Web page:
The hymns are unfamiliar. The scripture is being read from an unfamiliar translation. The pastor’s sermon is long and hard to follow.
This can be a jarring experience for many people. For those with dementia it can add to a sense of isolation they may already feel. A place of worship — no matter the faith or denomination — should not be a place of isolation. It is a community where people can experience a Heavenly Spirit who cares about them and where they know they are not alone. It is a place where people can be reminded that they were created in God’s image and that they are loved.
Churches, synagogues, mosques, nursing home chapels (or even your own living room, if that’s your style) can team up with persons living with dementia and their care partners to create a welcome environment and prepare a dementia-friendly worship service.
Some Things to Consider in Building a Dementia-Friendly Worship Service
Dementia-friendly houses of worship can make needed adjustments to ensure people with dementia are able to participate in worship in ways that are meaningful to them.
Bring Everyone to the Table
Don’t guess about what changes can make worship more dementia friendly. General changes will not do as not everyone experiences dementia in the same way. (As Brian and I always say, if you know one person with dementia, you know one person with dementia.) Invite those with dementia, their families and friends, and care partners to meet with those planning worship. Get to know the specific needs of your parishioners and come to solutions together.
Familiarity is Important
People with dementia often connect with things from their past. A common prayer and familiar hymns (music for dementia is a powerful memory-care tool) can go a long way in nourishing their faith. Consider reading prayers like the Lord’s Prayer or Muslim Call to Prayer with traditional wording. Perhaps there is a canonical translation that is more familiar, like the King James Version, the New International Version or the New Revised Standard Version.
Don’t underestimate the power of music. Music has the ability to reach parts of the brain where other means of communication fail. Consider familiar hymns like “The Old Rugged Cross,” “Amazing Grace” or “To God’s Ear” (for our friends of the Jewish faith). Be sure to ask about favorite hymns and even play some audio of the hymns while you are making a list to jog their memory.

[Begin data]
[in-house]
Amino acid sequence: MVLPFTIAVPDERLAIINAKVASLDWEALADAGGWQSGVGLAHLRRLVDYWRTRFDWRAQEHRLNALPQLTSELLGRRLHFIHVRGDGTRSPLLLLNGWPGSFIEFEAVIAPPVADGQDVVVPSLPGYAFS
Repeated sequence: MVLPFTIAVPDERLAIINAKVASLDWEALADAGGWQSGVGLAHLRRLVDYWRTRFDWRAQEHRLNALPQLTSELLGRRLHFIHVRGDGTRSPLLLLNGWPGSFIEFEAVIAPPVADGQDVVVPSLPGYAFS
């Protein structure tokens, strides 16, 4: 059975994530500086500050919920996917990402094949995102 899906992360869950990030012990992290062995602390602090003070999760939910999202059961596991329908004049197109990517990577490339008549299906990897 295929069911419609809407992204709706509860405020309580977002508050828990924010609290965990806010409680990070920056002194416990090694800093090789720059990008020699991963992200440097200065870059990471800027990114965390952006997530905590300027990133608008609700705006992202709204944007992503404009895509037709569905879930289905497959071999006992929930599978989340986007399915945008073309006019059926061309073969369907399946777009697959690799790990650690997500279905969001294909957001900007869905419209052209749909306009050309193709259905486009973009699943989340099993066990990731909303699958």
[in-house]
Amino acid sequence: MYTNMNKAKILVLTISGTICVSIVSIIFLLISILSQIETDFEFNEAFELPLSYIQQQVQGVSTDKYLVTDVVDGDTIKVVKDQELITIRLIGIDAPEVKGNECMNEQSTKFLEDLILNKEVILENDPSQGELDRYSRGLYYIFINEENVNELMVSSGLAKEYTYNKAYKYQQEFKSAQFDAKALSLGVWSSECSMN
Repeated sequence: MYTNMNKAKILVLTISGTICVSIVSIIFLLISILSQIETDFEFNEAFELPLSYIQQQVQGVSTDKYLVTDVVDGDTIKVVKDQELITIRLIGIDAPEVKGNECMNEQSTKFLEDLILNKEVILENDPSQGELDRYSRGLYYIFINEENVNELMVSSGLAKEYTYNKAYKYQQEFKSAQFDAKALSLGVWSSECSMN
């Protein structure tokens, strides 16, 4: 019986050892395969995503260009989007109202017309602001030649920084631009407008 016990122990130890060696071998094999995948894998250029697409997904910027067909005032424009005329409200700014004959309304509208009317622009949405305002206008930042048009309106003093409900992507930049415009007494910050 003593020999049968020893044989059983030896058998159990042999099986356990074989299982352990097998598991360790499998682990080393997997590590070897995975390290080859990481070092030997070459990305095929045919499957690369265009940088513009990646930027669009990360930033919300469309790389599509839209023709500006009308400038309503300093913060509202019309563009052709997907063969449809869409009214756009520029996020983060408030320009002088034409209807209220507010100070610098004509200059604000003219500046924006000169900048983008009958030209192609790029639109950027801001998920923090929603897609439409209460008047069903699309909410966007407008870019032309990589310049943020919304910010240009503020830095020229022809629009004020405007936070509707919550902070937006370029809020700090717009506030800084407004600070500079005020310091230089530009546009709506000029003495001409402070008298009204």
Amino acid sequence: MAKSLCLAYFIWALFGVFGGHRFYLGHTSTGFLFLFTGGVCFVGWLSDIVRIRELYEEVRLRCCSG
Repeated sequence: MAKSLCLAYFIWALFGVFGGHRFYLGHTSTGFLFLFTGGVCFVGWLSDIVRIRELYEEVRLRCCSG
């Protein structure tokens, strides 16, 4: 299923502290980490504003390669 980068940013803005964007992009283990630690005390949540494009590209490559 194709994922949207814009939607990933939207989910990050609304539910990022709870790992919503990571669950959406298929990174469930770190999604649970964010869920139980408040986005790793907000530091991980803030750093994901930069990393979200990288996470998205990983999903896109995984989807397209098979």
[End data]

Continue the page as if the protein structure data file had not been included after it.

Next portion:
Keep It Short and Simple
A service for people with dementia should be short — perhaps 20 to 30 minutes. This helps keep them engaged and helps with issues of concentration. A simple and clear structure works best. The service should include a clear beginning with a welcome, a couple of familiar hymns, prayers, scripture readings and a short message.
Consider using an order of service and keeping the same structure week to week. Keep prayers short and simple, and be sure to pray for people with dementia and their care partners. You could also consider including this at the beginning of your regular service, after which those with dementia could leave for a time of fellowship, if they wish, and the rest of the service could continue. This would allow those with dementia and the care partners to worship with or without the rest of the congregation or gathering.
Worship that connects to the senses can encourage persons with dementia to more fully participate. Candles, crosses, Communion elements, Holy books, and the baptismal font are all powerful visuals in a church so make them prominent. Allow their creative side to shine through music and painting.
Ask them to write or deliver a prayer, or even share their story with the congregation. Include them in your greeting team or as help in your after-service fellowship gathering. Be open to the gifts that people with dementia have to give.
Create a Care Team
A pastoral care team would be a great asset to people with dementia and their care partners. Invite a small group to be trained in assisting those with dementia. Be sure they are easily identified with a name tag or t-shirt. Care team members can assist those with dementia and their caregivers if help is needed.
It may be helpful to have a quiet place where someone with dementia can go if they feel overwhelmed — perhaps just into a separate room to “cool down” or in a fellowship hall for a cup of coffee. Pastoral care teams members could assist in this.
Learn From Others
There’s a lot to learn in creating dementia-friendly worship. Connect with worship groups who already minister to people with dementia and their care partners. Speak with health care professionals and others who work with them. Have them attend your services and give constructive feedback. You may not be perfect at first at ministering to people with dementia, but it’s good to start somewhere.
Are You Ready to Host a Dementia-Friendly Worship Service?
Dementia-friendly worship just only takes some thought and consideration. A loved one of any faith, regardless of their current stage of dementia, still has a longing to be close with their Lord. Their communion with a Higher Power may be brief and on their own terms, but it’s meaningful nonetheless.
#WeAreDementiaStrong. If you need help, Caregiver Support and Resources, LLC, has over 25 years of experience with all aspects of dementia care. We’re happy to provide referrals and guide the process in a caring and compassionate way.